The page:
Read the entire article. I believe all the full videos are on the website....or still on youtube.
The conversation in the uncut version is more nuanced than the edited five-minute version, and includes a staffer stating emphatically, "We have to follow the laws," and another urging Rose to tell her mother about the pregnancy.
"I should also note that every time we release footage from a new clinic," said Rose in an e-mail, "we send complete copies of the footage to various state authorities, including the attorney general."
For this story, Rose would answer questions only by e-mail. When contacted in December, she agreed to meet a reporter the next day but canceled, citing schoolwork, and refused to reschedule. She was subsequently advised by a publicist to communicate only in writing.
She did not answer a question about who funds her work, saying only that she operates "on a very low budget" and uses "mostly student volunteers." Federal tax records for Live Action Films, created in 2008, are not yet available.
Rose and O'Keefe visited their first clinic -- UCLA's Arthur Ashe Student Health and Wellness Center -- in 2006. They videotaped an employee telling them "some pretty bad things," said O'Keefe, including that the fetus is a collection of cells. "That's what set us in motion."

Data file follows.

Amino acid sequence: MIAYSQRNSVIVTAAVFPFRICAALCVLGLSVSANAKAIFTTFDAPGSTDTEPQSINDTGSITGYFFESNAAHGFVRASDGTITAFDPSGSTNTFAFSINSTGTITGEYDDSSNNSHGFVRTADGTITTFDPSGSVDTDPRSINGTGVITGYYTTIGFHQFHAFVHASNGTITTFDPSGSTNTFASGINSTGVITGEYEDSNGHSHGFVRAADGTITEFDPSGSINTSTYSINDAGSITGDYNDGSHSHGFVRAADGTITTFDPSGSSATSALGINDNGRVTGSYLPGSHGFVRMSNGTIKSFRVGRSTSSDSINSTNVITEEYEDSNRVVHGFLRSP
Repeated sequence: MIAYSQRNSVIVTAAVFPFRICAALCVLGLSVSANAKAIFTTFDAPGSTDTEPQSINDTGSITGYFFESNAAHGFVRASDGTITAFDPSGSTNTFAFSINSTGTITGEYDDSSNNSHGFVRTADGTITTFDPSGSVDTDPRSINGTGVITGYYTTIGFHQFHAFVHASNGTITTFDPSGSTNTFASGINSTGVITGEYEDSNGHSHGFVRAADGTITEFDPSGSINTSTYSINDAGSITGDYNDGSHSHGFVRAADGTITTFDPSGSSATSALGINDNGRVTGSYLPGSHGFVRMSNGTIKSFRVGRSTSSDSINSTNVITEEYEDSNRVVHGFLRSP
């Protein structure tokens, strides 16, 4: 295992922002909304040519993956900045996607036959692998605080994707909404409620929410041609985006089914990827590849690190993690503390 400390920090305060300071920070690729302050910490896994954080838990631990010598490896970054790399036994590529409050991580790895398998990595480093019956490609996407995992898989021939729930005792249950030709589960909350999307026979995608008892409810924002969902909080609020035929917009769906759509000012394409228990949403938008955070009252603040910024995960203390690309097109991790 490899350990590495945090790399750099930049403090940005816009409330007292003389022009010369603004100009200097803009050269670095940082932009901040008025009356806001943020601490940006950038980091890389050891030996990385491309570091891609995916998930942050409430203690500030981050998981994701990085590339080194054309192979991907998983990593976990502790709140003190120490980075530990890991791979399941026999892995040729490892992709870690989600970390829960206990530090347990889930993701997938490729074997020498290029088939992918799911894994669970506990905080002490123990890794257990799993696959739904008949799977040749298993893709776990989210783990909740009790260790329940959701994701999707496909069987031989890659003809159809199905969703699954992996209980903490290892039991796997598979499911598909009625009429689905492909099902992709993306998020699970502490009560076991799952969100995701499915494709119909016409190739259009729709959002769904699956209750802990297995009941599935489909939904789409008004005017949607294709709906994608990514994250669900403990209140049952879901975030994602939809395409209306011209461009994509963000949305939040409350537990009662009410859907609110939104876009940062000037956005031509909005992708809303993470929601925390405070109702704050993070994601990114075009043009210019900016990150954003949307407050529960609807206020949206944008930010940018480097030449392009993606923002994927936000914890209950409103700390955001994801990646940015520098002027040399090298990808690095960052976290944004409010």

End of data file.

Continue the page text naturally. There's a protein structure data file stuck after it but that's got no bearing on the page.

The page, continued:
A fetus is
a collection of cells. but thats the ignornance you get when you are
home-schooled, she wrote in an e-mail, and also attended a part-time Christian school and a junior college throughout high school. When she was 15, she said, she founded Live Action and began giving antiabortion presentations to schools and youth groups.
Between 2006 and 2008, Rose attended four workshops at the Leadership Institute, a Virginia-based educational foundation that teaches conservatives how to polish their communication skills.
In fall 2006, when she was a UCLA freshman, she and fellow conservative activist James O'Keefe came up with the idea to infiltrate clinics.
Rose, by e-mail, and O'Keefe, in a phone interview, said they were inspired by the work of Mark Crutcher, a Texas antiabortion activist who in 2002 taped fake calls to hundreds of Planned Parenthood clinics around the country featuring women posing as pregnant minors.
She's smart with this tactic, but the piss poor part about it is that clearly the workers at the clinic are siding with the girls requests not to report her "boyfriend" out of sympathy for the girl in trouble, and not out of some mission to let older men prey on girls. Fail.